And the number of visitors to the Kazakh resort is expected to grow fast. During its first full season last year, Shymbulak attracted 350,000 visitors, of whom about 82,000 were skiers. It hopes to attract some 400,000 visitors this year, a quarter of whom are likely to be skiers.
Most of the visitors are expected to be from within Kazakhstan but to keep on expanding to the size of Les Trois Vallées, Capital Partners knows it will have to start attracting more skiers from abroad. And to do so it will have to replace the aged Soviet-era hotel at the site, something it aims to do within the next three years.
"Bringing people right now may be a bit too early. Of course, the adventurous guy would love it but when you are speaking about the family who wants a lot of comfort it's still a bit early. In two or three years we should be there," says, Lucas Marchand, the resort's managing director.
Mr Oymen admits achieving the ambition of expanding Shymbulak into a major resort will take time, possibly 10 to 15 years. But the company has already expanded its original 5km of runs to 30km and plans to steadily build on that.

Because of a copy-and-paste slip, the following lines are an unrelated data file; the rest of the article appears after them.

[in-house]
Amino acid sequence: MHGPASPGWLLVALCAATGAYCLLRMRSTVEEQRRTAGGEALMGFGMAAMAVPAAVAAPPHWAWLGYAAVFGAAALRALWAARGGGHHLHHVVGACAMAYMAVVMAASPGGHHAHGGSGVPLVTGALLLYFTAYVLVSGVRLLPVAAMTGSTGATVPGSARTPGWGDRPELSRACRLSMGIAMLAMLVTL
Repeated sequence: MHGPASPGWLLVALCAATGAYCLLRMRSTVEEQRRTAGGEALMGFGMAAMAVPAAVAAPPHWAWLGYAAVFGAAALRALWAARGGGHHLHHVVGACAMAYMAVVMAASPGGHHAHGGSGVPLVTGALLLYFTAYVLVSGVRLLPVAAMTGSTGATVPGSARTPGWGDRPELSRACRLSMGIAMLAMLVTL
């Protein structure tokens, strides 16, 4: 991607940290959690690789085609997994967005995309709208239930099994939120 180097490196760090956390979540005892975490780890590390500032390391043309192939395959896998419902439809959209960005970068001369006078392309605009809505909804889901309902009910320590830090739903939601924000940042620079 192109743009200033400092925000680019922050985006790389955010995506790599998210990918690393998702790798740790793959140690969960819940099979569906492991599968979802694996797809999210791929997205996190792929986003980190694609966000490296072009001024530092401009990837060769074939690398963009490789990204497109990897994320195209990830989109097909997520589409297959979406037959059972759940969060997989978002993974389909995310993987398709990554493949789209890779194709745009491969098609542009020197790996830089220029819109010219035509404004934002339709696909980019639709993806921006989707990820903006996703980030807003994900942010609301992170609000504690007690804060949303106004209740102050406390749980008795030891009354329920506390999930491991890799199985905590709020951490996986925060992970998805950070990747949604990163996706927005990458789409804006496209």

But who will come?
Mr Oymen stresses the ski resort will cater to a range of tourists, not just those with the resources to shop in the luxury boutiques of Esentai Mall.
He points out a flight to Almaty from anywhere in Kazakhstan, or from western China or India takes no more than three hours. Another hour adds Moscow and the UAE to the list of potential markets.
"There's a tremendous population in this region and there are no ski resorts, so in terms of … a captive market, the captive market is huge," he says.
"How many people will ski, how many people are interested to ski and how many people will actually turn up remains to be seen."
The country also has to contend with an image problem created by the comedian Sacha Baron Cohen and his alter-ego, Borat, a fictitious Kazakh journalist who travels through America in the eponymous 2006 Hollywood film.
"Nobody really asks why Kazakhstan. The Borat question I don't like very much. I have spent a lot of time here," says Mr Oymen.
"I consider this to be my second home. I know how kind Kazakhs are and how young a society this is in reality and how young an independent state this is," he added.
Capital Partners may aim to attract international visitors through its ski resort but that is not its intention for Esentai Mall.
"This is not Dubai," says Mr Oymen. "We're not creating a shopping destination, at all.
"This is Almaty, a complete city, which offers a lot, including the ability to go and buy luxury goods if you wish to."